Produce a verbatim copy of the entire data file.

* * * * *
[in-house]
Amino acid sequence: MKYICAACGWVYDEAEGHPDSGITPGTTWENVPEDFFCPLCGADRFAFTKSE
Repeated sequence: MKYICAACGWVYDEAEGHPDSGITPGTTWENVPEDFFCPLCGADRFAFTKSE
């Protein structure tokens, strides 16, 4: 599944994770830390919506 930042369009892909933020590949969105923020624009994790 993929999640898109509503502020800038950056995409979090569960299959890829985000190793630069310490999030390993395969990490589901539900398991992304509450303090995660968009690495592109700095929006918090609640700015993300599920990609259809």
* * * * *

[in-house]
Amino acid sequence: MKYICAACGWVYDEAEGHPDSGITPGTTWENVPEDFFCPLCGADRFAFTKSE
Repeated sequence: MKYICAACGWVYDEAEGHPDSGITPGTTWENVPEDFFCPLCGADRFAFTKSE
């Protein structure tokens, strides 16, 4: 599944994770830390919506 930042369009892909933020590949969105923020624009994790 993929999640898109509503502020800038950056995409979090569960299959890829985000190793630069310490999030390993395969990490589901539900398991992304509450303090995660968009690495592109700095929006918090609640700015993300599920990609259809």